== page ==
Jim Sprankle has made his mark on Sanibel Island and beyond in ways uncountable. His generosity in creating stunning wildlife sculptures has benefited organizations from FISH and SCCF to SanCap Cares and Alliance for the Arts.
He has indicated often that the J.N. “Ding” Darling National Wildlife Refuge, however, is the cause closest to his heart, and has donated sculptures through the years valued at more than $2 million to support the refuge.
“Jim’s contributions to ‘Ding’ Darling are immeasurable,” said Birgie Miller, executive director of the “Ding” Darling Wildlife Society-Friends of the Refuge (DDWS), the refuge’s nonprofit arm. “He served as board president for many years, has volunteered since 1997, and has donated a number of sculptures and his famous Sprankle Feather Club pins for charity auction. In addition, a showcase full of his hand-carved duck decoys, each one of which sold for sponsorship dollars, and a whole flock of his bird sculptures decorate and educate at our ‘Ding’ Darling Visitor & Education Center.”
Longtime islanders and friends of Sprankle, Donna and John Schubert decided it was time the refuge and island showed proper gratitude for all that Sprankle has done to support island charities. They have made it possible to name a forthcoming trail at the refuge’s newest Lee Anne Tauck Conservation Tract in his honor, the Jim Sprankle Nature Trail.
On March 25, the Schuberts, with refuge and DDWS staff and board members, surprised Sprankle with the unveiling of a sign that dedicates the future trail in his honor. The sign is located at the 68-acre tract that DDWS, the refuge, and Lee County Conservation 20/20 worked together to acquire in 2017. DDWS raised $3 million in private funding to complete the $6.5 million Lee County contributed. For its part, the refuge will maintain and restore the wetlands and uplands habitat, home to myriad at-risk species.
The habitats serve as an important wildlife corridor between the refuge and other established conservation lands and as a tool for improving local water quality. From the beginning of its acquisition campaign, “Ding” Darling envisioned restoring the property – which had been city-approved for a development of 29 homes – as wetland habitat for various species of wading birds and other wildlife.
“This was the second such partnership with Lee County 20/20,” said John McCabe, past DDWS president, who led the capital campaigns to purchase it and an earlier 6.56-acre parcel at Woodring Point in 2013. “Jim, with his incredible community engagement, was instrumental in helping us raise funds for both acquisitions to be preserved in perpetuity.”
“Now that we have accomplished our preservation goal at the Wulfert Bayous, renamed for major donor Lee Anne Tauck, the refuge will enter into its restoration phase,” said current DDWS president Sarah Ashton. “Our friends group paid for consultants, scientists, and a professional federal grant writer to assist the refuge in submitting and ultimately securing a $5.3 million grant from the National Fish & Wildlife Foundation in 2019 to begin work on restoring the 16 acres of mangrove wetlands for a bird rookery.”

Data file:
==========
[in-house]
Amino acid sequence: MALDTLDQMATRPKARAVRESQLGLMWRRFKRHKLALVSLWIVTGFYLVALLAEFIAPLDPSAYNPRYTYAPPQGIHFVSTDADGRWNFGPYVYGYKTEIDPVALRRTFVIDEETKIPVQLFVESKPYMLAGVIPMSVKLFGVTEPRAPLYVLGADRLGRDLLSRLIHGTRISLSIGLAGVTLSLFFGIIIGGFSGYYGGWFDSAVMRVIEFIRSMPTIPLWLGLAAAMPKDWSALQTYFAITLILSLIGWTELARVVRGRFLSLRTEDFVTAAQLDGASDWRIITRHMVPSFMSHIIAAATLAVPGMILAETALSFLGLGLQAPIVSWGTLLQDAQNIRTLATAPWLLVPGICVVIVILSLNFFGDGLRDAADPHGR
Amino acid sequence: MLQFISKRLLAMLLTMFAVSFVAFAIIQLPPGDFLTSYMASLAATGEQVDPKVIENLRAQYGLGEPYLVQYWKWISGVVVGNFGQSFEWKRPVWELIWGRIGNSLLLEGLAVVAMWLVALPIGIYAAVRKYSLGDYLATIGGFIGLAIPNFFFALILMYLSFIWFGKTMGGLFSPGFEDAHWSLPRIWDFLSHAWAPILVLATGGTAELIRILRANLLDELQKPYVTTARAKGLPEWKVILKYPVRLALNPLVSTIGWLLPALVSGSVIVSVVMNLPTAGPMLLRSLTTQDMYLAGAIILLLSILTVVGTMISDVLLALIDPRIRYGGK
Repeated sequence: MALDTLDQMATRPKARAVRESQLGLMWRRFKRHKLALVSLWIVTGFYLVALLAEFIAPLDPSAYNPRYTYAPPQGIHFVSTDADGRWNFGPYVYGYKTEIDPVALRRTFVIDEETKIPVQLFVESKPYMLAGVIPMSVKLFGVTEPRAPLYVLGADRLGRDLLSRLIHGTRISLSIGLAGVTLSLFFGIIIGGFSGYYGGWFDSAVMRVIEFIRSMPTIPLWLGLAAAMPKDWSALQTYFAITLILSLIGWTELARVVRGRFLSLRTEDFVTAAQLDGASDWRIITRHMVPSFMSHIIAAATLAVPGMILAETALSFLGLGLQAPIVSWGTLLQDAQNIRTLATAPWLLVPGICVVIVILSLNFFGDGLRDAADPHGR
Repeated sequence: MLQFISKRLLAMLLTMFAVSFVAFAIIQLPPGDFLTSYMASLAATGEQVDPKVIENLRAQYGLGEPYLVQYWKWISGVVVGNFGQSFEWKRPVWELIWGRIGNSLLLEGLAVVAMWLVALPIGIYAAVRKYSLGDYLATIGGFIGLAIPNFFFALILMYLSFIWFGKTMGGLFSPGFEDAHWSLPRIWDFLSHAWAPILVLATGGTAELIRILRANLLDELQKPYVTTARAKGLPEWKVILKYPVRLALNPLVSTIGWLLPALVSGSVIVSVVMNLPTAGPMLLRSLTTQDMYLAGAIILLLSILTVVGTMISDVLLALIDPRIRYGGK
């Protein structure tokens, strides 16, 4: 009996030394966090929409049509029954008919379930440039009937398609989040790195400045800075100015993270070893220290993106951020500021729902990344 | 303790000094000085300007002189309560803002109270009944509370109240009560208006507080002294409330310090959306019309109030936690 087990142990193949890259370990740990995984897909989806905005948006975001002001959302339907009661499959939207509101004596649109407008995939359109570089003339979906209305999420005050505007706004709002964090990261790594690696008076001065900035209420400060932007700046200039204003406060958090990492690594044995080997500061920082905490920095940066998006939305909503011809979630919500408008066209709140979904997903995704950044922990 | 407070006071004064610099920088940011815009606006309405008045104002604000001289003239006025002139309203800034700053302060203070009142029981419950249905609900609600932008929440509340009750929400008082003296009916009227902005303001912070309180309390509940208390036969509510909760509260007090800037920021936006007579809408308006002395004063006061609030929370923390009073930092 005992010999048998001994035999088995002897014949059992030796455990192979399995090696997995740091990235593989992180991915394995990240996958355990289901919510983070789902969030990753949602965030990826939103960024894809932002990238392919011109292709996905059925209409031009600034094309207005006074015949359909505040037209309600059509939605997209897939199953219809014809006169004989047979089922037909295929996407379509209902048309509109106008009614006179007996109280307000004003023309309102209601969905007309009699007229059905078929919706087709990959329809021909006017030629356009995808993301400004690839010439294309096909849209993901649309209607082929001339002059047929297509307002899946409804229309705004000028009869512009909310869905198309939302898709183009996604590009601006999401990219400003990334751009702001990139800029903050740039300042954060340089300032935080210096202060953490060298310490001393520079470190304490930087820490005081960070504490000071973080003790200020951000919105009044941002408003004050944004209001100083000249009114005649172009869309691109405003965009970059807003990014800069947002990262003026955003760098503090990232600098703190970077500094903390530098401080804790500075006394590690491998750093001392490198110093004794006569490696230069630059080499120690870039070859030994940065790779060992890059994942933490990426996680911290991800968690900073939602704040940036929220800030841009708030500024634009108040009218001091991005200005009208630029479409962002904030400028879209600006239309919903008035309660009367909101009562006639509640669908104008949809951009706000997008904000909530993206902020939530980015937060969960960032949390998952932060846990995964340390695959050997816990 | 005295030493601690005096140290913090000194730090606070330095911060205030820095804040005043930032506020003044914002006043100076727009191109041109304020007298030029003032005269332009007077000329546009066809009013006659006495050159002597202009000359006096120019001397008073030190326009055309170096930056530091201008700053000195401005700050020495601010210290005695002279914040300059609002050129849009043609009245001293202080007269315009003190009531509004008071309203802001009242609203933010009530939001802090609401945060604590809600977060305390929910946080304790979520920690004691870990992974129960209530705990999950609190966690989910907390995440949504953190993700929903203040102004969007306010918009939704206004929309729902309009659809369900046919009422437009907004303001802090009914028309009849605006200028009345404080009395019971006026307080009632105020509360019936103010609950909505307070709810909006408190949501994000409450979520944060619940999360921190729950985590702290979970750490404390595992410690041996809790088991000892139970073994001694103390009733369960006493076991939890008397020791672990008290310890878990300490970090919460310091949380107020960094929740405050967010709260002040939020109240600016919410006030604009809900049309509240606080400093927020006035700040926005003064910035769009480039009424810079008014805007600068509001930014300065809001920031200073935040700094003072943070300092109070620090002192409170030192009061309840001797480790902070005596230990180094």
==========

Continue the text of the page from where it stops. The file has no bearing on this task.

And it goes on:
The grant came from the NFWF Gulf Environmental Benefit Fund aimed at restoring bird populations affected by the catastrophic BP Deepwater Horizon Oil Spill in 2010. The rookery will protect impacted species such as roseate spoonbills, white ibises, brown pelicans, wood storks, and a number of egrets and herons.
To support the planning for the first phase of restoration, DDWS is sharing with the refuge the cost of hiring a staff biology technician to assist with surveys and other studies in the wetlands as “Ding” Darling puts the project out to bid to engineering firms.
Refuge staff believes the wetlands restoration will take several years, after which it will begin work on the tract’s uplands habitat – home to gopher tortoises, bobcats, and other species. Part of that phase-two restoration will include the design and development of a limited public access trail, the Jim Sprankle Nature Trail.
“We don’t yet know what that trail will look like, but we do know it’s a fitting tribute to Jim Sprankle, who has done so much for conservation on Sanibel,” said Miller. “A big thanks to the Schuberts, who rightly saw that Jim deserves a permanent, visible reminder of his contributions and want to encourage others also to support conservation and habitat protection for future generations. The Sprankle Trail will forever recognize a man who deeply loves the refuge.”
“Without philanthropic support, protection of this property would have never happened, and we would be looking at 29 homes and increased habitat degradation,” said Ashton. “Island residents, visitors, community leaders, and elected county officials understand the importance of protecting what land is left on Sanibel, Captiva, and around the world, and this is a perfect example of working together, leveraging support, and protecting vital and important habitat for our wildlife and our water quality.”
For more information on supporting the refuge and conservation through DDWS, contact Miller at 239-472-1100 ext. 232.
As a non-profit 501(c)3 organization, DDWS works to support J.N. “Ding” Darling National Wildlife Refuge’s mission of conservation, wildlife and habitat protection, research, and public education through charitable donations and Refuge Nature Shop profits.